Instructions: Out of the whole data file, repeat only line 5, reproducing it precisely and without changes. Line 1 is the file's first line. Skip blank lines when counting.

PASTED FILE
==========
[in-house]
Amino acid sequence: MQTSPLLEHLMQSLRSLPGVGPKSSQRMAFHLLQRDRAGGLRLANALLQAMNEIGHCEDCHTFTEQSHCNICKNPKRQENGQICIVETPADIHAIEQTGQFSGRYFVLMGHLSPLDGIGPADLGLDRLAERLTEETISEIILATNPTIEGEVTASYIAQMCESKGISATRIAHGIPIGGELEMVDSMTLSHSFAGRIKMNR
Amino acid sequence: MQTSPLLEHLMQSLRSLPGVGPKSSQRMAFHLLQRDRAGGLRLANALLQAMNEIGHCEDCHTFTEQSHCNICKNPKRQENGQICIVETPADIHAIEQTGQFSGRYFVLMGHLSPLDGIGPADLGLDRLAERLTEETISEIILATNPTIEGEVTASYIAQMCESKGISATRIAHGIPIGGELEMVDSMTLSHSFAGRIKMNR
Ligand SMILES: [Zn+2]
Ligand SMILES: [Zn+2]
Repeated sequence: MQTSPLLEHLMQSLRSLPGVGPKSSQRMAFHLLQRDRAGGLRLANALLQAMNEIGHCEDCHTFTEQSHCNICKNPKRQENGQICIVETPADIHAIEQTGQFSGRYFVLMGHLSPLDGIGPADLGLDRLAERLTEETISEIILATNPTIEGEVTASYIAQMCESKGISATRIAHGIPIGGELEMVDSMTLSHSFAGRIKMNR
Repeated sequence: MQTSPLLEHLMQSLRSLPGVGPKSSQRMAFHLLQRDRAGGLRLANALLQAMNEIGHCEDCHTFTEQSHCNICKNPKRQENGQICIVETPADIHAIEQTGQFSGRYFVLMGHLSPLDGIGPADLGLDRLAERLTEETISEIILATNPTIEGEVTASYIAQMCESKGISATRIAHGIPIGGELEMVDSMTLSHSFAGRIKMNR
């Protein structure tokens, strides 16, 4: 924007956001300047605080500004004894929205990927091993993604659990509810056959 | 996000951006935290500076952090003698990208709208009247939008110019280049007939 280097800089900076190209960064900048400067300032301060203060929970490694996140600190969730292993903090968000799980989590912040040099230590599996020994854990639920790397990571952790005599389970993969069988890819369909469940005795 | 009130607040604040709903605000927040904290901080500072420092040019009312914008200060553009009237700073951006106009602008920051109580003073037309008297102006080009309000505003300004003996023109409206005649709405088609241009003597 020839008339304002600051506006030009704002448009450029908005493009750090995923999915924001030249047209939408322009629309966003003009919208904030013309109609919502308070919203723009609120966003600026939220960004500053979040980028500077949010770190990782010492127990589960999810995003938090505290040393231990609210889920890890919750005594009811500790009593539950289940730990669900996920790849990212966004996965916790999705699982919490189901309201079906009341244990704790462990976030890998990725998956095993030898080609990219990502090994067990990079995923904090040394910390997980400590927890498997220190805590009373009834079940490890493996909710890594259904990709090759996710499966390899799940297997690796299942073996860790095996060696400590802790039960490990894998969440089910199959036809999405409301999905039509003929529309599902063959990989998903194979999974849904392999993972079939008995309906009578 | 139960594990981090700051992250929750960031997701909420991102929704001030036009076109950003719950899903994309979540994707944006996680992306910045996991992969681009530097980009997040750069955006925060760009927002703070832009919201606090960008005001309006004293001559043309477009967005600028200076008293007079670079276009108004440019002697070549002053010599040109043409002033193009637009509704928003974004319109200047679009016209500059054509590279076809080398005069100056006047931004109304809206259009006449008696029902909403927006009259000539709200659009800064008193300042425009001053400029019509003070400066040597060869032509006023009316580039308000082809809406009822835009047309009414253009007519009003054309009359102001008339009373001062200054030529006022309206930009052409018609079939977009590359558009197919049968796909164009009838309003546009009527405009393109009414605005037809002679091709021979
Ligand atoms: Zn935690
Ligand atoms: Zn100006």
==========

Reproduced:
Ligand SMILES: [Zn+2]